Section Heading Background Image


For people with Down syndrome, family members, caregivers and professionals.

Irritable Bowel Syndrome (IBS)

March 2022 | Brian Chicoine, MD - Medical Director, Adult Down Syndrome Center

Irritable bowel syndrome (IBS) is a health issue in the intestines (bowels). It is not clear how common it is in people with Down syndrome (DS).  However, we suspect that IBS is more common in adults with DS. The motility of the gut (the stretching and contracting of the gastrointestinal (GI) tract to push food through from mouth to anus) is often abnormal in people with DS. In addition, many people with DS seem to physically react to stress with a change in their gastrointestinal system.

The American Gastroenterological Association opens in new window shares a great deal about IBS on their website including that:

  • IBS is a common problem that is estimated to impact more than 35 million Americans.

  • It does not cause bleeding of the intestines or cancer and does not cause long-term harm to the bowels.

  • When the intestine of someone with IBS is examined, there is no abnormality seen.

  • However, just like a headache, despite the lack of visual evidence, IBS can cause a great deal of pain and distress.   

  • Symptoms may include abdominal pain, cramping, gas, bloating, and a change in the stool (bowel movement).

  • IBS can affect a person physically, emotionally, and socially.

Types of IBS

  • There are three different types of IBS:

    • IBS-D (IBS with diarrhea) which may include loose stool, a sense of urgency to have a bowel movement, cramping, and/or abdominal pain.

    • IBS-C (IBS with constipation) which may include difficulty passing stool, infrequent bowel movements, and/or a sense of needing to have a bowel movement but not being able to go.

    • IBS-M (IBS with mixed symptoms) which can have symptoms of both IBS-D and IBS-C.

Causes of IBS

  • Factors that cause IBS include:

    • Inappropriate function of the muscle contractions of the GI tract causing abnormal movement of the intestines (dysmotility).

    • A heightened sensitivity of the nerves attached to the GI tract (visceral hypersensitivity).

    • Dysfunction in the connection between the nerves of the gut and brain (brain-gut dysfunction).

    • Stress in life that is not manageable exacerbates symptoms for many people.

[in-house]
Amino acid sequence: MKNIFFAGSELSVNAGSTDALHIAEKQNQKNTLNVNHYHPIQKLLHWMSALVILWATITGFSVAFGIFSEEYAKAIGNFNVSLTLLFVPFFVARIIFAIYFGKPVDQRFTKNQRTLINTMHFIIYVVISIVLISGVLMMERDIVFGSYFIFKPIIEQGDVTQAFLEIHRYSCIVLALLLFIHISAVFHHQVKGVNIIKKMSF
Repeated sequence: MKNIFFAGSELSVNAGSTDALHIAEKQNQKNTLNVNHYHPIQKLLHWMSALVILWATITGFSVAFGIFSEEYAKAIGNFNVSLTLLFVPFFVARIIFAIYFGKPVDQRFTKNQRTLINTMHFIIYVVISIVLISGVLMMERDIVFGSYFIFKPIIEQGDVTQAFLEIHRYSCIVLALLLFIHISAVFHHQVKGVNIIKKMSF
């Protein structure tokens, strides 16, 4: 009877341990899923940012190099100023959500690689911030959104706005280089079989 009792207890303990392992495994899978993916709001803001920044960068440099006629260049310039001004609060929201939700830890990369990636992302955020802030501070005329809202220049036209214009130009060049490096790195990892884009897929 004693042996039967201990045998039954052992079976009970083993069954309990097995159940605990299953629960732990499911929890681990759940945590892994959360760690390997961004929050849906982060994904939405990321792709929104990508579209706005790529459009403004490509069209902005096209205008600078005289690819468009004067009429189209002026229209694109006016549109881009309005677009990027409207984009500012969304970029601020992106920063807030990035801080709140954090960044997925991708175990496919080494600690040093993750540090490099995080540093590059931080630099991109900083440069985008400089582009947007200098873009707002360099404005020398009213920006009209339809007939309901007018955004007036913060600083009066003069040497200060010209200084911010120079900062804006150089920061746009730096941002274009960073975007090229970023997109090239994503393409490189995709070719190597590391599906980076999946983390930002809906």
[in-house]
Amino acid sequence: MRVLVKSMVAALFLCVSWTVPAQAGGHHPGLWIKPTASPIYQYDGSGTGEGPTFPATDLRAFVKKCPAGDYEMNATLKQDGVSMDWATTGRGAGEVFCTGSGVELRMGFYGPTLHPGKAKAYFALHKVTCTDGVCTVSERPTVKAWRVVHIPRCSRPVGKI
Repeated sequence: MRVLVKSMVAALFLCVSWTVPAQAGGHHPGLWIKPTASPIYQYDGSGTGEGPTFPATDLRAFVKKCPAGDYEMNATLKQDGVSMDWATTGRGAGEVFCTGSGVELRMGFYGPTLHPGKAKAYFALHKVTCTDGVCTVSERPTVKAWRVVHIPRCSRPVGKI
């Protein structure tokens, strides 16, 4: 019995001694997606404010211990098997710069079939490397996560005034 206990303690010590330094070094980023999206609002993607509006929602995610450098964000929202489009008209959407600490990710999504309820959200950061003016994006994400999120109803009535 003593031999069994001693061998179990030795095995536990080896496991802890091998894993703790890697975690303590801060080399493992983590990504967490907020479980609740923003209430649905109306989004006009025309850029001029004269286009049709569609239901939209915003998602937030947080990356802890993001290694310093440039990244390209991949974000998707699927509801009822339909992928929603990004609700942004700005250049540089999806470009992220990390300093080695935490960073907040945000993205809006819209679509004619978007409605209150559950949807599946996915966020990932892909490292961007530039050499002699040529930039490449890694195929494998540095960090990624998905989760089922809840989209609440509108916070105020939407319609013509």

• The Mayo Clinic website opens in new window includes additional possible causes:

      • Severe infection

      • Early life stress

      • Changes in gut microbes (bacteria, fungi, and viruses)


The evaluation starts with a good history. 

  • It is important for the patient and/or family to provide details of the symptoms.  For example, what are the triggers? Are there particular times (or places) when the symptoms occur? Are there other symptoms that need to be assessed for a possible other cause (such as bleeding)?  Is there a family history?

  • Has the person had, or have they been assessed for other health conditions that may be contributing, particularly those that are more common in people with DS?  For example, people with DS are more likely to have:

    • Hirschsprung’s disease which often results in surgery in infancy and can contribute to long-term gastrointestinal symptoms (a study on Hirschsprung's disease and DS opens in new window found an incidence of 7.32%).

    • Celiac disease is more common in people with DS.

    • Inflammatory bowel disease. There is limited information in the research literature about inflammatory bowel disease (Crohn’s disease and ulcerative colitis) and DS.  An article from 2021 opens in new window did an extensive literature review and found 18 reported cases of inflammatory bowel disease in people with DS; eleven had Crohn’s disease. The article concluded that the incidence of Crohn’s was increased in DS.

The provider will then do a physical exam.

The provider may recommend one or more tests: